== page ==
- Tennis rocked by allegations of widespread match-fixing
- ATP rejects suggestions that match-fixing evidence was suppressed.
It is almost a decade since world No.1 Novak Djokovic knocked back a £110,000 ($227,000) bribe to throw a match, but the 28-year-old insists he has no knowledge of match fixing still being prevalent at the top level.
Match-fixing reports hit world tennis
World tennis is rocked by allegations that the game's authorities have failed to deal with widespread match-fixing.
After a report by the BBC and BuzzFeed revealed details of an investigation into match fixing involving international crime syndicates in Russia and Italy, tennis was again thrown under the microscope on Monday, with the ATP forced to deny a cover-up.
According to the report, authorities have been repeatedly warned about a core group of 16 players, all of whom have been ranked in the top 50 and half of which will play in this year's Australian Open.
"From my knowledge and information about the match fixing or anything similar, there is nothing happening on the top level, as far as I know," Djokovic said. "Challenger level, those tournaments, maybe, maybe not."
While Djokovic was unable to shed light on the current situation facing the sport's governing bodies, the Serbian opened up about his experience in 2006 when he was offered £110,000 bribe to lose a first round match in St Petersburg, a tournament he didn't end up playing in.
"I was not approached directly. I was approached through people that were working with me at that time, that were with my team," Djokovic said.
"Of course, we threw it away right away. It didn't even get to me, the guy that was trying to talk to me, he didn't even get to me directly. There was nothing out of it. Unfortunately there were some, in those times, those days, rumours, some talks, some people were going around. They were dealt with. In the last six, seven years, I haven't heard anything similar.
"It made me feel terrible because I don't want to be anyhow linked to this kind of – you know, somebody may call it an opportunity. For me, that's an act of unsportsmanship, a crime in sport honestly. I don't support it. I think there is no room for it in any sport, especially in tennis."
The approval of online bookmaker William Hill as a major sponsor of the grand slam has also been a discussion point.
Defending champions dominate day one
Serena Williams and Novak Djokovic win their opening round matches to get their title defences off to the right start.
While Djokovic is yet to form an opinion on the matter, he admits the sport is entering dangerous territory.
"It's a fine line. Honestly it's on a borderline, I would say," Djokovic said.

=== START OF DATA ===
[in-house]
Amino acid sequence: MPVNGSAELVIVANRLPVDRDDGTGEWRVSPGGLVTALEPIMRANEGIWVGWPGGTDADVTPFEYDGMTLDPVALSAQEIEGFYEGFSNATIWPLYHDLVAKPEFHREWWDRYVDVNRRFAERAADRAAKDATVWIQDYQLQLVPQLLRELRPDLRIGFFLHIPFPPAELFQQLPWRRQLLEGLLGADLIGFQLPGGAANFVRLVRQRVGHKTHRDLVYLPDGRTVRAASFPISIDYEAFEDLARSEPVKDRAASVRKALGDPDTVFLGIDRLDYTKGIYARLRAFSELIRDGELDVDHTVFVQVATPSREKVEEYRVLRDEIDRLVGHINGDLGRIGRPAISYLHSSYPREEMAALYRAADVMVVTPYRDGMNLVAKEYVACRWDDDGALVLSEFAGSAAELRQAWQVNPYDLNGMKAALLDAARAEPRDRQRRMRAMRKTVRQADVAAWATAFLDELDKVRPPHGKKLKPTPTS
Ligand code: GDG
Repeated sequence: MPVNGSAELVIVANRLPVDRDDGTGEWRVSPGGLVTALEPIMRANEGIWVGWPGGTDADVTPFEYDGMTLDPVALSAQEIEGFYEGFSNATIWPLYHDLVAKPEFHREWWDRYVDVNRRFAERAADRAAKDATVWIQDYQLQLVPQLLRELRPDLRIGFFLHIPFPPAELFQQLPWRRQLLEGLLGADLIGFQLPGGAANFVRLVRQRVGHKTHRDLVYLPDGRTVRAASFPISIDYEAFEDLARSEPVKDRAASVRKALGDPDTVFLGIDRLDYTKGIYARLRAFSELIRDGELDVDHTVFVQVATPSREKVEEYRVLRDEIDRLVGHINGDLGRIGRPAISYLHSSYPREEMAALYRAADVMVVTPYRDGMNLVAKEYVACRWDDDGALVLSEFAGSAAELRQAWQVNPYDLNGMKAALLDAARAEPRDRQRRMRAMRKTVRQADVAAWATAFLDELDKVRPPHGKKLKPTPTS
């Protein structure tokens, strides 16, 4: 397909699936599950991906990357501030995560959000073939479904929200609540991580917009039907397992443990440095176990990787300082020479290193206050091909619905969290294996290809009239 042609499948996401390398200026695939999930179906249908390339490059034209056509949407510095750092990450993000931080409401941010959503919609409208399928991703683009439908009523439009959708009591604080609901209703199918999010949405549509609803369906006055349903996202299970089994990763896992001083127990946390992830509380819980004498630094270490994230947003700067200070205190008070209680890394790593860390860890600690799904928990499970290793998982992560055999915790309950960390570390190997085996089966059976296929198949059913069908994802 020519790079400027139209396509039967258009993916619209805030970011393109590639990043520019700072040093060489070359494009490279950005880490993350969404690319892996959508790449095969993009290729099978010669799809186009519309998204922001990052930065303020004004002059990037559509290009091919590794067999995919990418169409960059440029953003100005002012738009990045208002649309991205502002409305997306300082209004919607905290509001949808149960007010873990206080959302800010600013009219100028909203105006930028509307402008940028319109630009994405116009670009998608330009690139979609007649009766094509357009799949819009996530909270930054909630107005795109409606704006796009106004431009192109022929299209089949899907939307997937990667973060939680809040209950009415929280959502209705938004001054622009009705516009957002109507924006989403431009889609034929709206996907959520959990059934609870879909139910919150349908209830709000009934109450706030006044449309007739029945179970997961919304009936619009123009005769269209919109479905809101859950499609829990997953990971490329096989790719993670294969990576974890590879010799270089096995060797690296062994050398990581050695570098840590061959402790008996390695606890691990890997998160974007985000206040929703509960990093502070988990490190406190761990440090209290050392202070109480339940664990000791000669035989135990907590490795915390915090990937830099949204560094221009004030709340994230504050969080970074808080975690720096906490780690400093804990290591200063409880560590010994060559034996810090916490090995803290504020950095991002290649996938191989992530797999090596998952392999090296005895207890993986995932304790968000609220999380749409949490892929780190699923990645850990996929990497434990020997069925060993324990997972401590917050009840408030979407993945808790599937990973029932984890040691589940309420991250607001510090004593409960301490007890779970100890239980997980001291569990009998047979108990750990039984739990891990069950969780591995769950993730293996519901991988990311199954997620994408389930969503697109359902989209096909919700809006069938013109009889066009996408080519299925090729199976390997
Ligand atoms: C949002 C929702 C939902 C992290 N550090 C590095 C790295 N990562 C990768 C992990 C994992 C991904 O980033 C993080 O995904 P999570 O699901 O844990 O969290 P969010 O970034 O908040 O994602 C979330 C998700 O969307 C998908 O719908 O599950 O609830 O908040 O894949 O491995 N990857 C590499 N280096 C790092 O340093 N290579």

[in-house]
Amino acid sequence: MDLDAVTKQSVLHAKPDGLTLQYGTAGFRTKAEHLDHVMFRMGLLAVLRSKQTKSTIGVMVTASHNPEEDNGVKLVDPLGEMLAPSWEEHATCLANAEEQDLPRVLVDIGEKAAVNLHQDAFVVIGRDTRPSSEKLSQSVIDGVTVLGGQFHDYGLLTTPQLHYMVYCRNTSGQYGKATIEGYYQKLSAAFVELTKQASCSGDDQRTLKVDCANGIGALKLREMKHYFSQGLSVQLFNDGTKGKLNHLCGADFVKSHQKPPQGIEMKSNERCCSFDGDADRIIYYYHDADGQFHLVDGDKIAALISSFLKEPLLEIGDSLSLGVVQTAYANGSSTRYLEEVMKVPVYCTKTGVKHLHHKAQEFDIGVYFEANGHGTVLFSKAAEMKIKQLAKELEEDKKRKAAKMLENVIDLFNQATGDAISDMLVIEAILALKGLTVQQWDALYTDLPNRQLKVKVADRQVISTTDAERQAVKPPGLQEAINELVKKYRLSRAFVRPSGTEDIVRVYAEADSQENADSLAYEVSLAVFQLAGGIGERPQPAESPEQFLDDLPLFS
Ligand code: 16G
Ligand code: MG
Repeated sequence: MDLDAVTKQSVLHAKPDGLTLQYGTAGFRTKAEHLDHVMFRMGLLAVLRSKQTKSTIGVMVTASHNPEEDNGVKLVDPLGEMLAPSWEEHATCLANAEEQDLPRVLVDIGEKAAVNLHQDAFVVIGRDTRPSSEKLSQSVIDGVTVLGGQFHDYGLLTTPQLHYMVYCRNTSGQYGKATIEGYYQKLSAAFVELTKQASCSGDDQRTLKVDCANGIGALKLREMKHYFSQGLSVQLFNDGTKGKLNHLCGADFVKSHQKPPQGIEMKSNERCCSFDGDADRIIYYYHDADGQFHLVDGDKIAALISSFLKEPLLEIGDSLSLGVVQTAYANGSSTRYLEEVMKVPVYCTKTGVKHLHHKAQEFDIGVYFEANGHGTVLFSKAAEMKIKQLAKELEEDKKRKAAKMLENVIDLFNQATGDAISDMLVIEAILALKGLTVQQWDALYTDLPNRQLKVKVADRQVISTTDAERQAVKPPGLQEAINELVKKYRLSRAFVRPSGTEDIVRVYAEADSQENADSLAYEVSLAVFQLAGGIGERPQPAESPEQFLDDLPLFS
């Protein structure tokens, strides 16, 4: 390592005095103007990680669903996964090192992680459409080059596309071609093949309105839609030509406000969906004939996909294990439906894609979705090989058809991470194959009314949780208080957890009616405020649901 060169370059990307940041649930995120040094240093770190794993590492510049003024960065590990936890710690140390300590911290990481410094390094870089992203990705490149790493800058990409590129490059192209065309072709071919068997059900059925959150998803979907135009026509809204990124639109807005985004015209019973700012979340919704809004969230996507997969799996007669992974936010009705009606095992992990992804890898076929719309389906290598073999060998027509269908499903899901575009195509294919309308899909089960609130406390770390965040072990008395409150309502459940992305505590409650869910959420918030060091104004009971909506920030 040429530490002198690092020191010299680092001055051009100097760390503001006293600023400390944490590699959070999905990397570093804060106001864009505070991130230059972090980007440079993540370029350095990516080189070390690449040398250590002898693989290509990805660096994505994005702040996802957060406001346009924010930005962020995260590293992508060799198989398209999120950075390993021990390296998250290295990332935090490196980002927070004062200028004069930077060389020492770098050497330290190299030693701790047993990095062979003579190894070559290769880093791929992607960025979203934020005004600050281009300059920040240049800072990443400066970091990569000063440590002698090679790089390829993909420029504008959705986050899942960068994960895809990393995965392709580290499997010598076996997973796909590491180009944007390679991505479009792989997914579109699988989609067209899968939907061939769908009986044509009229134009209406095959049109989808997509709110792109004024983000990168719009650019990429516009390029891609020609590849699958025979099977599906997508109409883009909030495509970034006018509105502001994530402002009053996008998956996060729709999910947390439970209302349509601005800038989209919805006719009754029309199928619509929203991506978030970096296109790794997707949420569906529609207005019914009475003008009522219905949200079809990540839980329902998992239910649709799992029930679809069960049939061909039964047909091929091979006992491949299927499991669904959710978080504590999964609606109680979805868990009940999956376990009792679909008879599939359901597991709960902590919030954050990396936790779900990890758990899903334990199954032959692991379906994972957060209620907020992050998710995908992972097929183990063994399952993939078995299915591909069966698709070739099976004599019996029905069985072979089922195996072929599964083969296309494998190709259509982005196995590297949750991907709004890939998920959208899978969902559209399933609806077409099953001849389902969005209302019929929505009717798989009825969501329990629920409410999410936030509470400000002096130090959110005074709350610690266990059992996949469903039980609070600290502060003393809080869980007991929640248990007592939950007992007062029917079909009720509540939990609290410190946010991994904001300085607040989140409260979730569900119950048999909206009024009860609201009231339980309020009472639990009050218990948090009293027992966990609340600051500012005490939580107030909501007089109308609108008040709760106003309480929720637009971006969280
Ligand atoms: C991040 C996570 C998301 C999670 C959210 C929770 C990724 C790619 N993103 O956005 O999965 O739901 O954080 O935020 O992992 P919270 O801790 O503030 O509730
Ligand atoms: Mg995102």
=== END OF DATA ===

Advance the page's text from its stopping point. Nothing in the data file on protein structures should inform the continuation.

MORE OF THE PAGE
"Whether you want to have betting companies involved in the big tournaments in our sport or not, it's hard to say what's right and what's wrong. One of the reasons why tennis is a popular and clean sport is because it has always valued its integrity ... I don't have yet the stand and clear opinion about that. I think it is a subject of discussion. We'll see what happens."
Also in 2007, Andy Murray spoke out over the presence of match fixing in the sport, saying: "It's pretty disappointing for all the players but everyone knows it goes on."
However, world No.1 Serena Williams insists she has never been exposed or has knowledge of it existing in the sport.
"Not that I'm aware of," Williams said after her first-round victory against Camila Giorgi.
"When I'm playing, I can only answer for me, I play very hard, and every player I play seems to play hard. I think that as an athlete, I do everything I can to be not only great, but, you know, historic. You know, if that's going on, I don't know about it. You know, I'm kind of sometimes in a little bit of a bubble."
The ATP and Tennis Integrity Unit denied allegations they hid or overlooked evidence of match fixing related to international crime syndicates when they fronted a packed media contingent on the opening morning of the Australian Open in Melbourne.
BBC and BuzzFeed claim to have evidence of suspected rigging at major tournaments including Wimbledon, alleging the fixing was orchestrated by gambling syndicates that targeted prominent players in their hotel rooms at major tournaments and offered them $US50,000 ($A72,800) for each fix.
But ATP president Chris Kermode says information or suspicion alone isn't enough, requiring hard evidence before they can prosecute those involved.
"The Tennis Integrity Unit and tennis authorities absolutely reject any evidence of match fixing has been suppressed for any reason or isn't thoroughly being investigated," Kermode said.
"And while the BBC and BuzzFeed reports mainly refer to events from about 10 years ago, we will investigate any new information, and we always do. In its investigations, the Tennis Integrity Unit has to find evidence as opposed to information, suspicion, or hearsay. This is the key here, that it requires evidence."
TIU director of integrity Nigel Willerton refused to confirm or deny whether there were players competing at this year's Australian Open under investigation, describing it as unprofessional.
"Under the Tennis Anti-corruption Program, we can demand their phones and laptops and iPads," Willerton said.